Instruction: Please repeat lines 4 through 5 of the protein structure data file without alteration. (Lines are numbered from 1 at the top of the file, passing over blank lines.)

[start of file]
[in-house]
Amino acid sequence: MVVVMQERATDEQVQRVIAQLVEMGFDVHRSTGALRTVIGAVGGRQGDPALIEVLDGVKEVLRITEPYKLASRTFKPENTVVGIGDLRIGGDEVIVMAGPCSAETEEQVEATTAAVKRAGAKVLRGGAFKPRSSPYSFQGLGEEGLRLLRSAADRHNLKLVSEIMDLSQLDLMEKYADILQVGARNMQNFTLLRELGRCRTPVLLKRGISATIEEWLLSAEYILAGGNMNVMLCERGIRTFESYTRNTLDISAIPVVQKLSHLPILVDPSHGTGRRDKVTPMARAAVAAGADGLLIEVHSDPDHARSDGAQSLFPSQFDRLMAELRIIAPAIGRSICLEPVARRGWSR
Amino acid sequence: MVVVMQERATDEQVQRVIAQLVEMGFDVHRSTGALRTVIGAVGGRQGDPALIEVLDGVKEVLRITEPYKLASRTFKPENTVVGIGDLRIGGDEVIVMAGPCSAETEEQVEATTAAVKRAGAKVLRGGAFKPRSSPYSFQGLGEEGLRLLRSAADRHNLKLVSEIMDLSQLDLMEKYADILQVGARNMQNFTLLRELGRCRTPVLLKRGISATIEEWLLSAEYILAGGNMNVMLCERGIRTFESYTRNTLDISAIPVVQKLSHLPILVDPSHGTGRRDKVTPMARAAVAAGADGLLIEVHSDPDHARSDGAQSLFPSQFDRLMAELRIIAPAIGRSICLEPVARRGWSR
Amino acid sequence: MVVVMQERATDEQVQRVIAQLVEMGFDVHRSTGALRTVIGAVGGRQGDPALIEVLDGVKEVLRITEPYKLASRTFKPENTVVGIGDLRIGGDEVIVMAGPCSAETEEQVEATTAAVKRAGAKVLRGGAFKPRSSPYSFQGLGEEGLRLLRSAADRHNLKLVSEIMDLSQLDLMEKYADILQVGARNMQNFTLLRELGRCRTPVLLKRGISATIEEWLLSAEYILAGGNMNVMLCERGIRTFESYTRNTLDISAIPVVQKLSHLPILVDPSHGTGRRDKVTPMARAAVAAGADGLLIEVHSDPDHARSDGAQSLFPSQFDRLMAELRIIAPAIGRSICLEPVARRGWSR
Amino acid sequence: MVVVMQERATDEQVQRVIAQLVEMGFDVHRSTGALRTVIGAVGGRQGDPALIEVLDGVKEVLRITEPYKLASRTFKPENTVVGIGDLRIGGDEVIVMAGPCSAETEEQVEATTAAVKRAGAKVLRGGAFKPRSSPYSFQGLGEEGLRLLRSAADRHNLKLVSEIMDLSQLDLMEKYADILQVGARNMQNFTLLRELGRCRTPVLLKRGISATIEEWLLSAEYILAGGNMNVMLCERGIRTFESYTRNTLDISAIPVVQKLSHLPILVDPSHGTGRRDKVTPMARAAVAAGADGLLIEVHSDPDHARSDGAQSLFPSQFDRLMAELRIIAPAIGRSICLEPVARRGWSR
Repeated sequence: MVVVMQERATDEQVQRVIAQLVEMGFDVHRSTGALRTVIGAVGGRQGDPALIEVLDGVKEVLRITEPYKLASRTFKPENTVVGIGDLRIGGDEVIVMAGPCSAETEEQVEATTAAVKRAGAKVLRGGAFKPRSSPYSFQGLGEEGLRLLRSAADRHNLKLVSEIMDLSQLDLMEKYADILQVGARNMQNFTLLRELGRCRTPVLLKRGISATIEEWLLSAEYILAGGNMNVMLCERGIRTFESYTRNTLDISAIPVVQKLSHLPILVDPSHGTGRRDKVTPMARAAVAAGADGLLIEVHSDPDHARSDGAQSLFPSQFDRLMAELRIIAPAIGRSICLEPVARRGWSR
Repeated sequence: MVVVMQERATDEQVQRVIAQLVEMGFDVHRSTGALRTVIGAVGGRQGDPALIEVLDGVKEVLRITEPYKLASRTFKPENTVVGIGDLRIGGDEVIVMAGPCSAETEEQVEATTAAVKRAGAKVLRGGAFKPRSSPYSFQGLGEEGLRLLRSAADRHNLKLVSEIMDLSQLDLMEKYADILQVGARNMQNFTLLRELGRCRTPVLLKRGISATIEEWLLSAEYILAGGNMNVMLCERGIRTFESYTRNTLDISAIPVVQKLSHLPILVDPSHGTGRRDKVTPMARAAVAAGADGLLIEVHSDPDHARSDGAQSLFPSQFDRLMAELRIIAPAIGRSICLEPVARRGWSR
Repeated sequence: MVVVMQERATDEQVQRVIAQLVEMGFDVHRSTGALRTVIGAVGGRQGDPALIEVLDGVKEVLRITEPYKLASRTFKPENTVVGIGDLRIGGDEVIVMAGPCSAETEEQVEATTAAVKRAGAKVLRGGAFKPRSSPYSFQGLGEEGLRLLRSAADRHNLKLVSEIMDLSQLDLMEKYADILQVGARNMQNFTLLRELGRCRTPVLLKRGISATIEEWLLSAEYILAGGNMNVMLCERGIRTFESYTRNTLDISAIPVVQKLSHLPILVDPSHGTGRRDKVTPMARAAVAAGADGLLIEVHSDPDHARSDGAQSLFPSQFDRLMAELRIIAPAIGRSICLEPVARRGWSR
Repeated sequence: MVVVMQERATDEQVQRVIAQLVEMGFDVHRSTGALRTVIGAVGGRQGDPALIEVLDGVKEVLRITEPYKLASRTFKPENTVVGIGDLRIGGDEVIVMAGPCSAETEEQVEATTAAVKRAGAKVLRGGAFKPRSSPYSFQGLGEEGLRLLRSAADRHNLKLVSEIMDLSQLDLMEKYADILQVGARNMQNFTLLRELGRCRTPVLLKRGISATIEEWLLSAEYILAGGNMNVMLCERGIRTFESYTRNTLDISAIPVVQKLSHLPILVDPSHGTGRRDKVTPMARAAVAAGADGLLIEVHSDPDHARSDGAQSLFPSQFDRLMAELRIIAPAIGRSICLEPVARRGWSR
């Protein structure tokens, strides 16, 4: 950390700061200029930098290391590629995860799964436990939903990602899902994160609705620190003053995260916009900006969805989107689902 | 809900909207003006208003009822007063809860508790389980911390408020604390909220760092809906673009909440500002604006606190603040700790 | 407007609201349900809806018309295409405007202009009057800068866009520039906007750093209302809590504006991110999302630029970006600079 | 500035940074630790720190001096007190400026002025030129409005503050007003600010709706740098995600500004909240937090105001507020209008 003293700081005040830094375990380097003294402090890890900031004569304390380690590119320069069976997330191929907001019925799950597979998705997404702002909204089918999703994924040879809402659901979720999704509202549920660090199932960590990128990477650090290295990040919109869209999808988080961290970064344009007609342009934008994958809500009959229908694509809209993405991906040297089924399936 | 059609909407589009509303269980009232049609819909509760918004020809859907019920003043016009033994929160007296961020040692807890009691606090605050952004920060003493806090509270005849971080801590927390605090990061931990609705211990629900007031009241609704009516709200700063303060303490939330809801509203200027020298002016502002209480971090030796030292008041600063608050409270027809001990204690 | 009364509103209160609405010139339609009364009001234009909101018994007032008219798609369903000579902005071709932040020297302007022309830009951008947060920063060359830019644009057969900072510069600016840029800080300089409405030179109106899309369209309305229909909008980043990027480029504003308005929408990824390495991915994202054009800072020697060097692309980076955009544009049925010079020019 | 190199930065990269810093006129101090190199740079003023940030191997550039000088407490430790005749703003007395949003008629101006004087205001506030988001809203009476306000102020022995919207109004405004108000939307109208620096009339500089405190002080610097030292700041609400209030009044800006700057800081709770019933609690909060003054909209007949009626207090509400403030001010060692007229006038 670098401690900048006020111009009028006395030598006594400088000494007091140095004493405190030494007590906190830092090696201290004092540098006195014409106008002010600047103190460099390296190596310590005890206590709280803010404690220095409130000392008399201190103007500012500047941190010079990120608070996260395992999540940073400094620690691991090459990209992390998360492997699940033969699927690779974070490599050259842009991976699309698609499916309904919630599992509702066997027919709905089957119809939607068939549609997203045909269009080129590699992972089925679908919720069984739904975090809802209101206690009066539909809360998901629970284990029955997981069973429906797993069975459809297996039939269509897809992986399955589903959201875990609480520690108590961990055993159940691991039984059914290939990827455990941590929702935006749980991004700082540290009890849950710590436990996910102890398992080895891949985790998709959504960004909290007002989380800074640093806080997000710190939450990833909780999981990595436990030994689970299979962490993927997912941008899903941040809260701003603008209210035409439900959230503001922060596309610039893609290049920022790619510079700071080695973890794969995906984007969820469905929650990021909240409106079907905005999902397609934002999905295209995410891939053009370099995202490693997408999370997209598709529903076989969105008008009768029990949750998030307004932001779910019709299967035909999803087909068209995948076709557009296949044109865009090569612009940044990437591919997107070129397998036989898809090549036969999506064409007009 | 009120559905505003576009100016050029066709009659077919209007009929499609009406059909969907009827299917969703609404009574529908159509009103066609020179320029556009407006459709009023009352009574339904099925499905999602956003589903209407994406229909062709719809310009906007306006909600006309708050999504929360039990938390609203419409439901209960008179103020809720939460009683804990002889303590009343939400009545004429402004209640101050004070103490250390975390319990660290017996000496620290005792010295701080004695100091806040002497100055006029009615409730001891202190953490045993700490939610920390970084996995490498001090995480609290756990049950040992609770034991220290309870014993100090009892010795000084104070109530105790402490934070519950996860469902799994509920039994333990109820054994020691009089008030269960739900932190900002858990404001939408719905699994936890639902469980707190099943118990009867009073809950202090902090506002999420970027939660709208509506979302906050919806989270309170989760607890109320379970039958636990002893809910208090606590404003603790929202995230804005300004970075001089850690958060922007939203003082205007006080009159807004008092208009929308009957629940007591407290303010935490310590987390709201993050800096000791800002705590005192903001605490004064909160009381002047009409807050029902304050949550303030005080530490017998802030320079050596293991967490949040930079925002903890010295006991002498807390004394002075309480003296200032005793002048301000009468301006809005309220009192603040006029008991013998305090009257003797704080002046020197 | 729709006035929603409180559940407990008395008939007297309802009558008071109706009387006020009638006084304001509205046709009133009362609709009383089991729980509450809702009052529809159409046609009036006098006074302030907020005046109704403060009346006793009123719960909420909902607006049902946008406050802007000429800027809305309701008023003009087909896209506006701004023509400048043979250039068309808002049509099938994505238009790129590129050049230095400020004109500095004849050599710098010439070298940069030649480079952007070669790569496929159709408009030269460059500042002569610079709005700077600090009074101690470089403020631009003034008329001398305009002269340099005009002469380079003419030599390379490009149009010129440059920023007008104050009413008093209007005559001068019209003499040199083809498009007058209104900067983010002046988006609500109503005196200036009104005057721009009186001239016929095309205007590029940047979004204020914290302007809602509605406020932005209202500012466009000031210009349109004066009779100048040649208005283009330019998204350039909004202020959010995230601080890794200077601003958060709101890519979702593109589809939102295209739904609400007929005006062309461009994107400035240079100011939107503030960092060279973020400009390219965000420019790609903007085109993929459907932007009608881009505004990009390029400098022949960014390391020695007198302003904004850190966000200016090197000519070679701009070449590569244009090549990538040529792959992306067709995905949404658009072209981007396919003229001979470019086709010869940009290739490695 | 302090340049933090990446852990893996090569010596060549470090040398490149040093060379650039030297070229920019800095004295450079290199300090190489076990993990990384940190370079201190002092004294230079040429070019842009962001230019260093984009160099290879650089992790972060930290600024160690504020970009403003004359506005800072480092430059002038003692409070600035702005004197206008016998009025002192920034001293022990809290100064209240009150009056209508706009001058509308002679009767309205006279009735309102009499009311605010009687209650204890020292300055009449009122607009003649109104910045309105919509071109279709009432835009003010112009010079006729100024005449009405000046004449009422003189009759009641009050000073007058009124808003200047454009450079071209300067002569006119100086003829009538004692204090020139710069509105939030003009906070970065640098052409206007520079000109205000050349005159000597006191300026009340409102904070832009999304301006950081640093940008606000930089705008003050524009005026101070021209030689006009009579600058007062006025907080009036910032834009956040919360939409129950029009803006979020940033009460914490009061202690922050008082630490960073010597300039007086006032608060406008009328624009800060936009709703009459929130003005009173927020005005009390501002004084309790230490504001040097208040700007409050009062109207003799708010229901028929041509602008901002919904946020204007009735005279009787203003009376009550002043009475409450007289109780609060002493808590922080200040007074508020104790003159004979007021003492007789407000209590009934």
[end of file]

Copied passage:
Amino acid sequence: MVVVMQERATDEQVQRVIAQLVEMGFDVHRSTGALRTVIGAVGGRQGDPALIEVLDGVKEVLRITEPYKLASRTFKPENTVVGIGDLRIGGDEVIVMAGPCSAETEEQVEATTAAVKRAGAKVLRGGAFKPRSSPYSFQGLGEEGLRLLRSAADRHNLKLVSEIMDLSQLDLMEKYADILQVGARNMQNFTLLRELGRCRTPVLLKRGISATIEEWLLSAEYILAGGNMNVMLCERGIRTFESYTRNTLDISAIPVVQKLSHLPILVDPSHGTGRRDKVTPMARAAVAAGADGLLIEVHSDPDHARSDGAQSLFPSQFDRLMAELRIIAPAIGRSICLEPVARRGWSR
Amino acid sequence: MVVVMQERATDEQVQRVIAQLVEMGFDVHRSTGALRTVIGAVGGRQGDPALIEVLDGVKEVLRITEPYKLASRTFKPENTVVGIGDLRIGGDEVIVMAGPCSAETEEQVEATTAAVKRAGAKVLRGGAFKPRSSPYSFQGLGEEGLRLLRSAADRHNLKLVSEIMDLSQLDLMEKYADILQVGARNMQNFTLLRELGRCRTPVLLKRGISATIEEWLLSAEYILAGGNMNVMLCERGIRTFESYTRNTLDISAIPVVQKLSHLPILVDPSHGTGRRDKVTPMARAAVAAGADGLLIEVHSDPDHARSDGAQSLFPSQFDRLMAELRIIAPAIGRSICLEPVARRGWSR